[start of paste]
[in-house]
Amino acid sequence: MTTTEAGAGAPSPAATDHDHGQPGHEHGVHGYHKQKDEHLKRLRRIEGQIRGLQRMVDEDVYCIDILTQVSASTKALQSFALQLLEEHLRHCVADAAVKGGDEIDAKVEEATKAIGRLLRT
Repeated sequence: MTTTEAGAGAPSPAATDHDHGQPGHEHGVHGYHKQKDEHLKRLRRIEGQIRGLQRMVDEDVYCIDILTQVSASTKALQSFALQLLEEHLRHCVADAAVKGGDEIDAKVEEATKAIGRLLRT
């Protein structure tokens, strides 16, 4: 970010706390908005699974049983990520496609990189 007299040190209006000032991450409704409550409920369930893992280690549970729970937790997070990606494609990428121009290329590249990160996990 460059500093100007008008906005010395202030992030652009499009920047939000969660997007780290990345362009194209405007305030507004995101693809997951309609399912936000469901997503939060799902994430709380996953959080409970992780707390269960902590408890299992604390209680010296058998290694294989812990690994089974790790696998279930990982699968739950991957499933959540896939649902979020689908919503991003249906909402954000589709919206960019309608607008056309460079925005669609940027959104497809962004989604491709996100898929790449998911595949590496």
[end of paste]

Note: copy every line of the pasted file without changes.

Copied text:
[in-house]
Amino acid sequence: MTTTEAGAGAPSPAATDHDHGQPGHEHGVHGYHKQKDEHLKRLRRIEGQIRGLQRMVDEDVYCIDILTQVSASTKALQSFALQLLEEHLRHCVADAAVKGGDEIDAKVEEATKAIGRLLRT
Repeated sequence: MTTTEAGAGAPSPAATDHDHGQPGHEHGVHGYHKQKDEHLKRLRRIEGQIRGLQRMVDEDVYCIDILTQVSASTKALQSFALQLLEEHLRHCVADAAVKGGDEIDAKVEEATKAIGRLLRT
């Protein structure tokens, strides 16, 4: 970010706390908005699974049983990520496609990189 007299040190209006000032991450409704409550409920369930893992280690549970729970937790997070990606494609990428121009290329590249990160996990 460059500093100007008008906005010395202030992030652009499009920047939000969660997007780290990345362009194209405007305030507004995101693809997951309609399912936000469901997503939060799902994430709380996953959080409970992780707390269960902590408890299992604390209680010296058998290694294989812990690994089974790790696998279930990982699968739950991957499933959540896939649902979020689908919503991003249906909402954000589709919206960019309608607008056309460079925005669609940027959104497809962004989604491709996100898929790449998911595949590496």